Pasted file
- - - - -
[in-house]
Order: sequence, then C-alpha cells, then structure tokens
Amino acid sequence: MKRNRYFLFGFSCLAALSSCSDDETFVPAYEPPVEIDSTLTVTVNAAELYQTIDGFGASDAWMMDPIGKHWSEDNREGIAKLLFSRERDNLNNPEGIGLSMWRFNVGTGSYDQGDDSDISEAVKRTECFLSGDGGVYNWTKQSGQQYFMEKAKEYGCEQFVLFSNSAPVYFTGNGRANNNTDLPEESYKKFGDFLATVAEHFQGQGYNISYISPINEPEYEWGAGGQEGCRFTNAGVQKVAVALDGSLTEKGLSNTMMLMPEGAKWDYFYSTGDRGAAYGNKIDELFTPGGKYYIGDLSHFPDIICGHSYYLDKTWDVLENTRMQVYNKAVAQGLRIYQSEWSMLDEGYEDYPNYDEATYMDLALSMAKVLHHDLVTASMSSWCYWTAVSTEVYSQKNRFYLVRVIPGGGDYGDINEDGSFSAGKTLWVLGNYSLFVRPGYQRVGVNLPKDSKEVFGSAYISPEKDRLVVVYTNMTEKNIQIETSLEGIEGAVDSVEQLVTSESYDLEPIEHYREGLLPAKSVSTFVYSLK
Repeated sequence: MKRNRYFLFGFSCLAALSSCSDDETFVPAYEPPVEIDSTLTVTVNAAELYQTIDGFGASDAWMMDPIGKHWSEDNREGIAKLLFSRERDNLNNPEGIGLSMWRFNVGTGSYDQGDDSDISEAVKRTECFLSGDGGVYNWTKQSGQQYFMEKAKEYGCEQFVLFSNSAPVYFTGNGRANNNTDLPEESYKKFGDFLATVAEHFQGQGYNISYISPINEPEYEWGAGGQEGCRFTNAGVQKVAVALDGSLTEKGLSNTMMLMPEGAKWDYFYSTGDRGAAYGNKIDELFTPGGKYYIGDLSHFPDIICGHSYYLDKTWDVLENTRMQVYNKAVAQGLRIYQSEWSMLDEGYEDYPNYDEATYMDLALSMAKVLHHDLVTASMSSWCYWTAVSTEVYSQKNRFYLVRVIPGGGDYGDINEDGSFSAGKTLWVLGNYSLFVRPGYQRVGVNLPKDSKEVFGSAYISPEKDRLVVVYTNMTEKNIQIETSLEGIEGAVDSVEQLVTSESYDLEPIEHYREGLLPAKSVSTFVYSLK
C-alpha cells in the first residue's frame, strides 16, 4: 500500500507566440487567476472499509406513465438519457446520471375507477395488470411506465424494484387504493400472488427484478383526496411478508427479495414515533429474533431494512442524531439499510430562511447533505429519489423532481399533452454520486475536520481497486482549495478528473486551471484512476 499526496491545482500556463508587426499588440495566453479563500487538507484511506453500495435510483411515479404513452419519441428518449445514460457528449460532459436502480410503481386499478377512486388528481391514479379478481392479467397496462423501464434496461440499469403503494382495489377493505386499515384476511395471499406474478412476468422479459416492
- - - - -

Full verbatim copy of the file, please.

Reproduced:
[in-house]
Order: sequence, then C-alpha cells, then structure tokens
Amino acid sequence: MKRNRYFLFGFSCLAALSSCSDDETFVPAYEPPVEIDSTLTVTVNAAELYQTIDGFGASDAWMMDPIGKHWSEDNREGIAKLLFSRERDNLNNPEGIGLSMWRFNVGTGSYDQGDDSDISEAVKRTECFLSGDGGVYNWTKQSGQQYFMEKAKEYGCEQFVLFSNSAPVYFTGNGRANNNTDLPEESYKKFGDFLATVAEHFQGQGYNISYISPINEPEYEWGAGGQEGCRFTNAGVQKVAVALDGSLTEKGLSNTMMLMPEGAKWDYFYSTGDRGAAYGNKIDELFTPGGKYYIGDLSHFPDIICGHSYYLDKTWDVLENTRMQVYNKAVAQGLRIYQSEWSMLDEGYEDYPNYDEATYMDLALSMAKVLHHDLVTASMSSWCYWTAVSTEVYSQKNRFYLVRVIPGGGDYGDINEDGSFSAGKTLWVLGNYSLFVRPGYQRVGVNLPKDSKEVFGSAYISPEKDRLVVVYTNMTEKNIQIETSLEGIEGAVDSVEQLVTSESYDLEPIEHYREGLLPAKSVSTFVYSLK
Repeated sequence: MKRNRYFLFGFSCLAALSSCSDDETFVPAYEPPVEIDSTLTVTVNAAELYQTIDGFGASDAWMMDPIGKHWSEDNREGIAKLLFSRERDNLNNPEGIGLSMWRFNVGTGSYDQGDDSDISEAVKRTECFLSGDGGVYNWTKQSGQQYFMEKAKEYGCEQFVLFSNSAPVYFTGNGRANNNTDLPEESYKKFGDFLATVAEHFQGQGYNISYISPINEPEYEWGAGGQEGCRFTNAGVQKVAVALDGSLTEKGLSNTMMLMPEGAKWDYFYSTGDRGAAYGNKIDELFTPGGKYYIGDLSHFPDIICGHSYYLDKTWDVLENTRMQVYNKAVAQGLRIYQSEWSMLDEGYEDYPNYDEATYMDLALSMAKVLHHDLVTASMSSWCYWTAVSTEVYSQKNRFYLVRVIPGGGDYGDINEDGSFSAGKTLWVLGNYSLFVRPGYQRVGVNLPKDSKEVFGSAYISPEKDRLVVVYTNMTEKNIQIETSLEGIEGAVDSVEQLVTSESYDLEPIEHYREGLLPAKSVSTFVYSLK
C-alpha cells in the first residue's frame, strides 16, 4: 500500500507566440487567476472499509406513465438519457446520471375507477395488470411506465424494484387504493400472488427484478383526496411478508427479495414515533429474533431494512442524531439499510430562511447533505429519489423532481399533452454520486475536520481497486482549495478528473486551471484512476 499526496491545482500556463508587426499588440495566453479563500487538507484511506453500495435510483411515479404513452419519441428518449445514460457528449460532459436502480410503481386499478377512486388528481391514479379478481392479467397496462423501464434496461440499469403503494382495489377493505386499515384476511395471499406474478412476468422479459416492